The 50th anniversary of the Fairbanks Museum of Natural Science Planetarium and the new Peacham astronomy center give us ample reason to celebrate the quest for knowledge and the strong educational spirit in our area. Northern Skies Observatory is up and running. The huge 17-inch robotic telescope is functional, and computer technology to run it is in place at seven pilot schools.
This is cutting edge stuff, but it is not the first time that the Kingdom has been on the cutting edge in the study of astronomy. For 50 years, students from virtually all of the Kingdom's schools have traveled to the Museum to learn about the stars while gazing up into an accurate mock-up of the cosmos. Now, they will look up at the real thing through a real, and really powerful telescope.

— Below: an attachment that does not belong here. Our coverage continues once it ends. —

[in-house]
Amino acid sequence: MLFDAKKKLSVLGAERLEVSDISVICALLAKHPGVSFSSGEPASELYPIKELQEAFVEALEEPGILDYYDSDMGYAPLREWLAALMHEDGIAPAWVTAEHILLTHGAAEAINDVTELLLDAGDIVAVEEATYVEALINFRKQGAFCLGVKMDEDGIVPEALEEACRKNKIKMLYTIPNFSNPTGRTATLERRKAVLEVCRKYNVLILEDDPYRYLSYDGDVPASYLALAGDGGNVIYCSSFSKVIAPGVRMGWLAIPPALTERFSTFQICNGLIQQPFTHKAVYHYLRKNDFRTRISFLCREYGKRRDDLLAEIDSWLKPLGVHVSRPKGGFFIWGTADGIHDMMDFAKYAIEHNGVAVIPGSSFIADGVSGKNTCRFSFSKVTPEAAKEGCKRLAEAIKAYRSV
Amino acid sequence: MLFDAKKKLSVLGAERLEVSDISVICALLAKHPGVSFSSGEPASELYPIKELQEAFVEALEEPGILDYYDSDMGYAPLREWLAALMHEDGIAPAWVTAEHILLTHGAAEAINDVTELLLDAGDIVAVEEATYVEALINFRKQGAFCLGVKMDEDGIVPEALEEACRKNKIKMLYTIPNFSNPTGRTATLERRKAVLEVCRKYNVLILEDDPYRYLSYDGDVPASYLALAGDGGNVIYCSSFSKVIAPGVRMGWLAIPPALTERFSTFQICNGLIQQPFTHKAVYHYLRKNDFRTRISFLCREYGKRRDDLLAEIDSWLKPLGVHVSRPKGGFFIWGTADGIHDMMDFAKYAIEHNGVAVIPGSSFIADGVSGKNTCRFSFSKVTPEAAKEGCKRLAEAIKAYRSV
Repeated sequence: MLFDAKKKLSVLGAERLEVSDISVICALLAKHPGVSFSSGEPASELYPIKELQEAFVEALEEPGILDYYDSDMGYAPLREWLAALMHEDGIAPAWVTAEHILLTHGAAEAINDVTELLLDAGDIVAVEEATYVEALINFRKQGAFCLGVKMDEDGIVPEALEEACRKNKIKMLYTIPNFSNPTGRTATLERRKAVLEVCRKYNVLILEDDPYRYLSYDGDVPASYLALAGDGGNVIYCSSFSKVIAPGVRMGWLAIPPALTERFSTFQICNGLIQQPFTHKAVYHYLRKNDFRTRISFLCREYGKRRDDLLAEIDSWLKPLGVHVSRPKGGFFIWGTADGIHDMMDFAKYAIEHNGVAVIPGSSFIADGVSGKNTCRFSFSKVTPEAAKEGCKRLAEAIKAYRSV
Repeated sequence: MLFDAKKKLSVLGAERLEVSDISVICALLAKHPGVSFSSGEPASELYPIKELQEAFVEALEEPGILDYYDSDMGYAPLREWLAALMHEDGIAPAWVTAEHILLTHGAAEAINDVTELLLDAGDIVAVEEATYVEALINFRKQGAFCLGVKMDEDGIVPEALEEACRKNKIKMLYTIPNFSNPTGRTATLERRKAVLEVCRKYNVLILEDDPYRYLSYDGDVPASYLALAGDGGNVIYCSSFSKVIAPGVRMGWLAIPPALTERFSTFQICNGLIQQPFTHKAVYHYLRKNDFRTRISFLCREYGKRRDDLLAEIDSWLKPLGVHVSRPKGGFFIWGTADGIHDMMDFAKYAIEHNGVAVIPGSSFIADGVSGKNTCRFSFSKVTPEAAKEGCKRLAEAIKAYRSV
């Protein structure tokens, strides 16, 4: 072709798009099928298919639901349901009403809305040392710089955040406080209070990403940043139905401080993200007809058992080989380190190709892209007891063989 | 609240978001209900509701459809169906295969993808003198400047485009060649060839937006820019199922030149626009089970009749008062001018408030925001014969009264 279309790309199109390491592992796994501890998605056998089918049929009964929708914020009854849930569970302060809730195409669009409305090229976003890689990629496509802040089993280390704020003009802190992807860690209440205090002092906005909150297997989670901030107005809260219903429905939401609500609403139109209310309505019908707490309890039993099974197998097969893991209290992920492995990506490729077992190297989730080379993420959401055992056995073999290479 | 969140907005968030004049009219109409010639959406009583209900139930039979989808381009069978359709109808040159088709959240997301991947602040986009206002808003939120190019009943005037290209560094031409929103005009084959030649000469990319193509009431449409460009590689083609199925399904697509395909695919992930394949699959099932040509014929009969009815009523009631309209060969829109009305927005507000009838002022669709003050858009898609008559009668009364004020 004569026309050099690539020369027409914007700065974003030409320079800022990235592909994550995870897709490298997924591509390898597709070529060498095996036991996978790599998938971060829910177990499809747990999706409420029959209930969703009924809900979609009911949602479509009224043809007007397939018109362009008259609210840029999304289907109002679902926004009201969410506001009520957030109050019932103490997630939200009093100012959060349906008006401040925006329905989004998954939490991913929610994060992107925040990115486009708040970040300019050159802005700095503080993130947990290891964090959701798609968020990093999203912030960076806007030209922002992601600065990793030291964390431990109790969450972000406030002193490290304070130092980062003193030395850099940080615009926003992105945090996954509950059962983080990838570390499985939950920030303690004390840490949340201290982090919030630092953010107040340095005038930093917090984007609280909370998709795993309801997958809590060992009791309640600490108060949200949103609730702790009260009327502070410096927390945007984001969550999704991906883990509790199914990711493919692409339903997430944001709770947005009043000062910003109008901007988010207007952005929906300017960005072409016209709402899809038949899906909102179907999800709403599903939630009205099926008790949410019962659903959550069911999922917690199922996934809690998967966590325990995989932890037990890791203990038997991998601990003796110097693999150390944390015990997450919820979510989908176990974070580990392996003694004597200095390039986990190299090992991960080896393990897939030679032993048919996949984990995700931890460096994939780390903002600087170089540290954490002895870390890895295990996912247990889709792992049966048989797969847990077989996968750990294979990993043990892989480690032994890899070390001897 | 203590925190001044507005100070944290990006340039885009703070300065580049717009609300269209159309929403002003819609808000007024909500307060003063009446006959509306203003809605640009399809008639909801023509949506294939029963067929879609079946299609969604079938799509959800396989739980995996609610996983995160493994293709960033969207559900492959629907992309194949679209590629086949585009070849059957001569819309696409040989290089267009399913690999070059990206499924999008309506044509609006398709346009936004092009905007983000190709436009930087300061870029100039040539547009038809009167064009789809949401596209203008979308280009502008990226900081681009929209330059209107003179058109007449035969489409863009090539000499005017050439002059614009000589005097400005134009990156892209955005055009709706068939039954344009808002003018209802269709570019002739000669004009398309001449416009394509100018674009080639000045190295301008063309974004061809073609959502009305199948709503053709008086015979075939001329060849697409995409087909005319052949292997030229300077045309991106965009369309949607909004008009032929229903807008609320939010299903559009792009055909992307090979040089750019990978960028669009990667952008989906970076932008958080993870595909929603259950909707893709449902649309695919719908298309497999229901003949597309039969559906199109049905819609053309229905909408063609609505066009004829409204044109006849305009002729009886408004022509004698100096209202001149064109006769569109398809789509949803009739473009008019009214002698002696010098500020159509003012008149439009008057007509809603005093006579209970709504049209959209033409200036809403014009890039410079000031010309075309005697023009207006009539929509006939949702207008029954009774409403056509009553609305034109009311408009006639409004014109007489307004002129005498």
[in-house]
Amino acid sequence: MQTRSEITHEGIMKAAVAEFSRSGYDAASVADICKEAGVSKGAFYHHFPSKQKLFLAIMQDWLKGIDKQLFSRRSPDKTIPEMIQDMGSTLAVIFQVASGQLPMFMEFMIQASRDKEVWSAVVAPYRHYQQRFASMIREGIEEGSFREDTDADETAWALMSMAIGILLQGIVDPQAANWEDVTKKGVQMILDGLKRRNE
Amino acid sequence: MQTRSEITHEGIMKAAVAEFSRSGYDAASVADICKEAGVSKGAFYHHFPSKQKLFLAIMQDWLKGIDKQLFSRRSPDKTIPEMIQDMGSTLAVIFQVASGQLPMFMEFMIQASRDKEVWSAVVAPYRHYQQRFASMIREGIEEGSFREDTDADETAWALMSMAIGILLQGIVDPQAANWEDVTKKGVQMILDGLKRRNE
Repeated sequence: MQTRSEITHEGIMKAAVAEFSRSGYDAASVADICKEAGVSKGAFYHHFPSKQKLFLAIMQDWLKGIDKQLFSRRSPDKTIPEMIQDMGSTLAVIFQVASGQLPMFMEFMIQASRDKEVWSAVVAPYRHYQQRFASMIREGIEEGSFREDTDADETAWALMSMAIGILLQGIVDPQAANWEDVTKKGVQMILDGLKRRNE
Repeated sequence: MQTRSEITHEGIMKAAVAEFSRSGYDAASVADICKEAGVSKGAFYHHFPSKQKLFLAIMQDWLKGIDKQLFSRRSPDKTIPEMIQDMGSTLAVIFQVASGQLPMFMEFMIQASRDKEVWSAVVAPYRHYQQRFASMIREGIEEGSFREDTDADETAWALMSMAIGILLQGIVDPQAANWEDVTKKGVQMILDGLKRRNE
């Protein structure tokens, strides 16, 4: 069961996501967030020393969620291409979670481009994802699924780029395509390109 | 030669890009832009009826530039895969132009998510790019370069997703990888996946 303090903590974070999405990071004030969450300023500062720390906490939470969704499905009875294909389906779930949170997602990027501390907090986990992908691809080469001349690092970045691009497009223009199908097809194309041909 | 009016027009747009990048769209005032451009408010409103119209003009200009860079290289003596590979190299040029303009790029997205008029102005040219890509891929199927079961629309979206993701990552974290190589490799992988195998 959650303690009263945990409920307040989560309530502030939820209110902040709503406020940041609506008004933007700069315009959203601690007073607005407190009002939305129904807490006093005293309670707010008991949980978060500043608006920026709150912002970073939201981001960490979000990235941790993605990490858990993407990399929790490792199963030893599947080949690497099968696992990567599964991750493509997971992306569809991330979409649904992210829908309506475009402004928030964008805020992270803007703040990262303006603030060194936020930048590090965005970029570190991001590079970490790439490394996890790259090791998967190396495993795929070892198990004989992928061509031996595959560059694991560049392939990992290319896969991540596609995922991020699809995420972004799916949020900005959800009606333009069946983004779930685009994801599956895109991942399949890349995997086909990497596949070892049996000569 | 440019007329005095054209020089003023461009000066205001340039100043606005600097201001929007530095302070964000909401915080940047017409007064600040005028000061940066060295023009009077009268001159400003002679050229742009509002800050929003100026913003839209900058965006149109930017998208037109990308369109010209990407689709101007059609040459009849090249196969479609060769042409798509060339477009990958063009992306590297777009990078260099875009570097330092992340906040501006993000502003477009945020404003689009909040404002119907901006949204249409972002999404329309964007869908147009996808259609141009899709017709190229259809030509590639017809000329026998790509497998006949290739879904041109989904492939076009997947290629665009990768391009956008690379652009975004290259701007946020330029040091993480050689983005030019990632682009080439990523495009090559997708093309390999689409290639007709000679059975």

There is a list of people who made this happen and to whom we owe thanks for one more reason to live in the Northeast Kingdom. We hope we aren't missing anybody, but here are the ones we know of: the Northeast Kingdom Astronomy Foundation (NKAF) board of directors, David Magnus, President, and Sidney Wanzer, Treasurer; St. Johnsbury Academy student Eamon Roosa; and docents from 13 area schools, all of whom have had more than 30 hours of technical training, typified by Bill Vinton, SJA science teacher.
Thanks to them and others like them, the Northeast Kingdom remains a robust and world-class center for innovation and learning.